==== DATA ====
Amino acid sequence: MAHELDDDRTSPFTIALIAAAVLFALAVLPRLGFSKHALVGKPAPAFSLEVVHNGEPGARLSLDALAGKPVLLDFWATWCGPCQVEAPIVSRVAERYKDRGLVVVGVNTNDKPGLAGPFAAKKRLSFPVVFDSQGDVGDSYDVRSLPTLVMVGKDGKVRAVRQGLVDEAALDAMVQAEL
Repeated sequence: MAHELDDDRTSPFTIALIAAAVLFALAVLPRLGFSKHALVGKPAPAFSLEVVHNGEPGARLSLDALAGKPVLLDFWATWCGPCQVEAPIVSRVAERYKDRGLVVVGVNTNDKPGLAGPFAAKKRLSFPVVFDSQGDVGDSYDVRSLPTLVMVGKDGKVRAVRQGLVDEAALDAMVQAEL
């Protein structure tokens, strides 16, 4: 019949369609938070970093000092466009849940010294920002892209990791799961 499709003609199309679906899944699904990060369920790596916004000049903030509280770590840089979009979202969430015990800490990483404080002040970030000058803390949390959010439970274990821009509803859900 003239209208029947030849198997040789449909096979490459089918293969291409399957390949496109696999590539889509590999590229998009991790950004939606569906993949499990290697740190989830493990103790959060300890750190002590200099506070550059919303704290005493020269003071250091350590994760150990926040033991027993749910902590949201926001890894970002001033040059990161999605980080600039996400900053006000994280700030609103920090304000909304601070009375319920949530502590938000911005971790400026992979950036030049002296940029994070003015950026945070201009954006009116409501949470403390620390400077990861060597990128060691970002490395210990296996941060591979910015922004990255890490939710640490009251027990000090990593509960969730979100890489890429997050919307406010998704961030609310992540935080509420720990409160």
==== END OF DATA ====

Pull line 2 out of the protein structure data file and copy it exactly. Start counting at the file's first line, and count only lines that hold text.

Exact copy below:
Repeated sequence: MAHELDDDRTSPFTIALIAAAVLFALAVLPRLGFSKHALVGKPAPAFSLEVVHNGEPGARLSLDALAGKPVLLDFWATWCGPCQVEAPIVSRVAERYKDRGLVVVGVNTNDKPGLAGPFAAKKRLSFPVVFDSQGDVGDSYDVRSLPTLVMVGKDGKVRAVRQGLVDEAALDAMVQAEL